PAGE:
|dc.description.abstract||In response to the challenges of academic work when studying for Masters of Counselling degrees at a distance from the university while living in a geographically isolated community in Aotearoa New Zealand, Kandyce Bevan, Nicola Carroll and I came together to work in a peer professional learning group. This thesis tells the stories of how we worked together, and what we did when we worked together. Although our original intentions in working together were to help each other with our university studies and practise counselling skills, what we achieved was the provision of a forum for performing, audiencing, and authenticating our fledgling professional identities and knowledge in the liminal phase of the rite of passage between being positioned as students at university and full immersion in professional practice.
Nicola, Kandyce and I collaborated in deciding the focus, research question, and method for this project. We drew on the practices and postmodern philosophies of narrative therapy in our deliberations. Accordingly, social constructionism, post-structuralism, discourse and positioning theories underpin this project. The method chosen was a bricolage of qualitative research methods: co-operative inquiry, appreciative inquiry, narrative inquiry, and participatory action research.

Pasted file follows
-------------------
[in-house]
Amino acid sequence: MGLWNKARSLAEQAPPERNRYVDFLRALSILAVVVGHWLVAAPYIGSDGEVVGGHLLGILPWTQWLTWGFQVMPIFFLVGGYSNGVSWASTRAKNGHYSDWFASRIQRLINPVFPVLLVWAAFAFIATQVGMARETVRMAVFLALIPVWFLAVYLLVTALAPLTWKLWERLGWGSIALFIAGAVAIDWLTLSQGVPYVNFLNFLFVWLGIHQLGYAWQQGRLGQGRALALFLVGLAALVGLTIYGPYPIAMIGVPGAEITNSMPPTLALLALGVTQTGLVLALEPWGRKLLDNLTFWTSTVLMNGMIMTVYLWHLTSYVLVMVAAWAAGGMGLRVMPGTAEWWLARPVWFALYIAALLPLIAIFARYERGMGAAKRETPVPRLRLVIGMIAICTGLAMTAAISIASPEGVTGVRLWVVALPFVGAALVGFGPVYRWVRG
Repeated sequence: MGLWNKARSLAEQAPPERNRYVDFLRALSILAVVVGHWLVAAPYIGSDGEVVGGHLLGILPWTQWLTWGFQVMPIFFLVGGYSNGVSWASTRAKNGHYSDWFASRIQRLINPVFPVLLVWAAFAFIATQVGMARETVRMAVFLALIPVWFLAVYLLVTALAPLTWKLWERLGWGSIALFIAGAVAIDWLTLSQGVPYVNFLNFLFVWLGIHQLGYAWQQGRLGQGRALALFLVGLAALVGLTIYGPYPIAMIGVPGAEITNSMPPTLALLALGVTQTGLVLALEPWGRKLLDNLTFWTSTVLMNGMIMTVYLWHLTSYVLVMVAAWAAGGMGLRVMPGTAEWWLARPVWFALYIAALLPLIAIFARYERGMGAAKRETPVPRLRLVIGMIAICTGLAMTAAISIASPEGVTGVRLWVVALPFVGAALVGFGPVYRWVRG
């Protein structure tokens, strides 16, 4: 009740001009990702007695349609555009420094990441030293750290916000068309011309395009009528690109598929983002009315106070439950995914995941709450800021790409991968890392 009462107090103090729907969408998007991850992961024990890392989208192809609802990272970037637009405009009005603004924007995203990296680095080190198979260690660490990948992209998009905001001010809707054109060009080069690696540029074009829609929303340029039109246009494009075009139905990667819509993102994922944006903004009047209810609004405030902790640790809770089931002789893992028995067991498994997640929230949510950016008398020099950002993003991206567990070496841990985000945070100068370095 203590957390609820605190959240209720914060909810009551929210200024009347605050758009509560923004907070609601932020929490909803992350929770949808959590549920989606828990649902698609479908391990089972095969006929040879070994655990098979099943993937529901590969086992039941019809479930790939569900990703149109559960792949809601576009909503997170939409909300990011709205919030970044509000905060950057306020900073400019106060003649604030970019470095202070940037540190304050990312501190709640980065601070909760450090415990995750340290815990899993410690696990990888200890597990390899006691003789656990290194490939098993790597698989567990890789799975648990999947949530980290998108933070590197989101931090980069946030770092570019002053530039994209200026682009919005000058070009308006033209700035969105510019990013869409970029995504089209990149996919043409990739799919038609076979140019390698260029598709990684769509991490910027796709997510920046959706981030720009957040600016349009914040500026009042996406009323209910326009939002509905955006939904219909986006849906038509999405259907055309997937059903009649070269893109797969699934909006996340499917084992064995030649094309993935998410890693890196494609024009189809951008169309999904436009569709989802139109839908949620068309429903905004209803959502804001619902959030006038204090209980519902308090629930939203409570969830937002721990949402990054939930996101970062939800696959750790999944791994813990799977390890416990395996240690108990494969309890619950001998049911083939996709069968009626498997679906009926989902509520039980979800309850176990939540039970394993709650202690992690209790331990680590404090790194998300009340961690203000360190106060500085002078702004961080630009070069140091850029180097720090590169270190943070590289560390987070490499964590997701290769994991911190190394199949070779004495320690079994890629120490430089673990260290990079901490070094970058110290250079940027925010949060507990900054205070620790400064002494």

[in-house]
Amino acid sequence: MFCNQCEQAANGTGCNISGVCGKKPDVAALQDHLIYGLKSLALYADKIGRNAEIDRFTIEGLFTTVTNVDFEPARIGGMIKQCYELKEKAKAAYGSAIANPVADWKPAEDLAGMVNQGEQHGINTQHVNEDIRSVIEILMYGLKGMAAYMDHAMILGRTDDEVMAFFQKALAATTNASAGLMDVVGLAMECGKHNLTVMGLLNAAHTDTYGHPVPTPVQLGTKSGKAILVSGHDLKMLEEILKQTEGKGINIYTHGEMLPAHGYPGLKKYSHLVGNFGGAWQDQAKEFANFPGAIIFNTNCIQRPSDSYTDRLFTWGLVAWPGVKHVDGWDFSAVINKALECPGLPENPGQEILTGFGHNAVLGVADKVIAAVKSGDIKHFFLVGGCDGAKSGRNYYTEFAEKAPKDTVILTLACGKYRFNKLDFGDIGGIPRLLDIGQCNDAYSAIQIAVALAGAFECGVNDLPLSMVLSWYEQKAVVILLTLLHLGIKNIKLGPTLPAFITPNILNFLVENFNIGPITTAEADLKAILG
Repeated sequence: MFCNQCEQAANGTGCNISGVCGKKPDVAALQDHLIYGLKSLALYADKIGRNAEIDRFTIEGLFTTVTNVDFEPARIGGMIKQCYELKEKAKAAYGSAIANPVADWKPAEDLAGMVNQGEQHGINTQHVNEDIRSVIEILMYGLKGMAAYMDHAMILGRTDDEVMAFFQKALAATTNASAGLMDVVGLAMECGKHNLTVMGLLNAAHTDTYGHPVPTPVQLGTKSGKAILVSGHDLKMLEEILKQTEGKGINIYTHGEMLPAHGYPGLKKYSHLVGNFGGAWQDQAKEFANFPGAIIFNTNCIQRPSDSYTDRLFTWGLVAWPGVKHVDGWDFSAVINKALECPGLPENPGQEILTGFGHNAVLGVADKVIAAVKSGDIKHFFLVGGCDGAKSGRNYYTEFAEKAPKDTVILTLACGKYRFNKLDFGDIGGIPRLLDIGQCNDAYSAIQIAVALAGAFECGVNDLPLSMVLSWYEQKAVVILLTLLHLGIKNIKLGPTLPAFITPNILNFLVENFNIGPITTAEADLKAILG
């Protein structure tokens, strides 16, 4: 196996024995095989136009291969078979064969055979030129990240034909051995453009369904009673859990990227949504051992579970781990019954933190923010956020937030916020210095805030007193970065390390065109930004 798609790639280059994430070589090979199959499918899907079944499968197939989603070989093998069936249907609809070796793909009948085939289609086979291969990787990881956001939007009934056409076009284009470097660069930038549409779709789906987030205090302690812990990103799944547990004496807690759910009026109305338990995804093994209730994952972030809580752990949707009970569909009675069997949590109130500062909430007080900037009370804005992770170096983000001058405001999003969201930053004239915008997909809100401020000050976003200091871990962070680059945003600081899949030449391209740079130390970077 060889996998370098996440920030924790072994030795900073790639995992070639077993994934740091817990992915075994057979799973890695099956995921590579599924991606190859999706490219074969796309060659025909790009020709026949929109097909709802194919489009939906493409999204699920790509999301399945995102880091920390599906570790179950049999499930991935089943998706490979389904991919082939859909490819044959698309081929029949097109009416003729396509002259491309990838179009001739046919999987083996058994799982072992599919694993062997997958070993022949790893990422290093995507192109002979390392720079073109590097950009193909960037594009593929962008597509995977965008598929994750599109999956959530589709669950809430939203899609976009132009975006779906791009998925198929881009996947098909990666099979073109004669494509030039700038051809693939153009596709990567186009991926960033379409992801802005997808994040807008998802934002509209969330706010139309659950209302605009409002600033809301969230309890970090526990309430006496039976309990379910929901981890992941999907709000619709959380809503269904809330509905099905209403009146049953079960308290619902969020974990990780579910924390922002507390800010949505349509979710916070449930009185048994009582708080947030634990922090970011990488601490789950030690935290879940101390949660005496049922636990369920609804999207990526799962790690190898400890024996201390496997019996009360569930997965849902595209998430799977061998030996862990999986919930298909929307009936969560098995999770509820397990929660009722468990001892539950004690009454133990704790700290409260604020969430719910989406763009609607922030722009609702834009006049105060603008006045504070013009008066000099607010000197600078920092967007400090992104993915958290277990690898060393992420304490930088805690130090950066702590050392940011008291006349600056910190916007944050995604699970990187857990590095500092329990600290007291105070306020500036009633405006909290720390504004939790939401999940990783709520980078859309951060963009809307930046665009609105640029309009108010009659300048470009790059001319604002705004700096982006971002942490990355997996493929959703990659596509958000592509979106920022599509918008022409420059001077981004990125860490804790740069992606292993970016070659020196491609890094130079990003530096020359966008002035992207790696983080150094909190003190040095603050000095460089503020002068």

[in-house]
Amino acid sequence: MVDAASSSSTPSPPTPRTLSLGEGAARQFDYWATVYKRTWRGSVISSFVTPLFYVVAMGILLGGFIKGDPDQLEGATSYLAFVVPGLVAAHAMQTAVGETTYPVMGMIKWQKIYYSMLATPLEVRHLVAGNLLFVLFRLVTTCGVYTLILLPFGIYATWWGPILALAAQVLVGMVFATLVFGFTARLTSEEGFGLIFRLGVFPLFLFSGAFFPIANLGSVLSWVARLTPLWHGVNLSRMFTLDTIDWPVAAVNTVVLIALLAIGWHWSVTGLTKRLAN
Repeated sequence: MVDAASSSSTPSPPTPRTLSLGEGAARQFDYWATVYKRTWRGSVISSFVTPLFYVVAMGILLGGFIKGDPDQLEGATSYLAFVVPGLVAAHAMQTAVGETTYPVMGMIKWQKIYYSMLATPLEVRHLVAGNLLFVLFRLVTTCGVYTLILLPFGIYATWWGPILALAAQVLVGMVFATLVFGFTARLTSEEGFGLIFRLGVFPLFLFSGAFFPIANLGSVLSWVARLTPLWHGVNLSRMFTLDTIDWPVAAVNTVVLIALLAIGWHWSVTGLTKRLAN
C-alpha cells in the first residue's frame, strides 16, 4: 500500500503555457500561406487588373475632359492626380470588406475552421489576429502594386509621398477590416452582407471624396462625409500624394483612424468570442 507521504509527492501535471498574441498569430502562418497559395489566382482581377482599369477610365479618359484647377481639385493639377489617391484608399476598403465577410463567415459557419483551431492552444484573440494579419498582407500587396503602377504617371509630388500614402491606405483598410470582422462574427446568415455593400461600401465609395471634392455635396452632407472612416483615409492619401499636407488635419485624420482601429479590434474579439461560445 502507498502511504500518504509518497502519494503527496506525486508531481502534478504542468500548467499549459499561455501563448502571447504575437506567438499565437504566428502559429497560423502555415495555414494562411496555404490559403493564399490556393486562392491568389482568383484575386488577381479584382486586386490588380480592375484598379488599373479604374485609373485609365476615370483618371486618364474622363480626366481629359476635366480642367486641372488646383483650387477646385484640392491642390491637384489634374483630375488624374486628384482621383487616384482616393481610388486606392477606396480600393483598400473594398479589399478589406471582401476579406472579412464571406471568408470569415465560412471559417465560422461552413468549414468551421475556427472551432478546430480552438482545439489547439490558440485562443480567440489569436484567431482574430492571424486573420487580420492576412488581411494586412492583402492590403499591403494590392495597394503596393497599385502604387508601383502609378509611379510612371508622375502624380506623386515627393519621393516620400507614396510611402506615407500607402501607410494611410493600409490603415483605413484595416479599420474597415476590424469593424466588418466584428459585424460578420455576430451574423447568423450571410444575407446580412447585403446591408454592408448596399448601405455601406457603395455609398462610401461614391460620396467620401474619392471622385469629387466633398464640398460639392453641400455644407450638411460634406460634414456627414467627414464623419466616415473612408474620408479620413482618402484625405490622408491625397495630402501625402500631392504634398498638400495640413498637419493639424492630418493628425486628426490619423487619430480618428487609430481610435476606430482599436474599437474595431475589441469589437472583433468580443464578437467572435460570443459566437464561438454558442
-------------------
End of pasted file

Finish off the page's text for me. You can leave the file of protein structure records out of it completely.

We met five times for this project. The first three meetings were to decide and refine the focus of the project, the research question and the method. The fourth meeting was the main data-generating conversation. In the fifth meeting Nicola and Kandyce were invited to comment on, and contribute to, the stories I had constructed from our conversations.
The key finding of this project was that it is important, useful, and indeed may be necessary, for students learning a postmodern approach to counselling to have an appropriate forum outside the university in which their fledgling professional identities and knowledge can be performed, audienced and authenticated. Many students will be able to engage supervisors with a matched paradigm for the purpose of such performances. However, in the absence of supervisors who know narrative practice, such performance of professional identity may not be possible. A peer professional learning group, such as ours, may not be able to fulfil all of the functions of supervision, but it can provide a forum to contribute significantly to the shaping of professional identity. It can also provide a safe place to practise counselling skills ethically, and act as a crucible for the co-construction of knowledge.||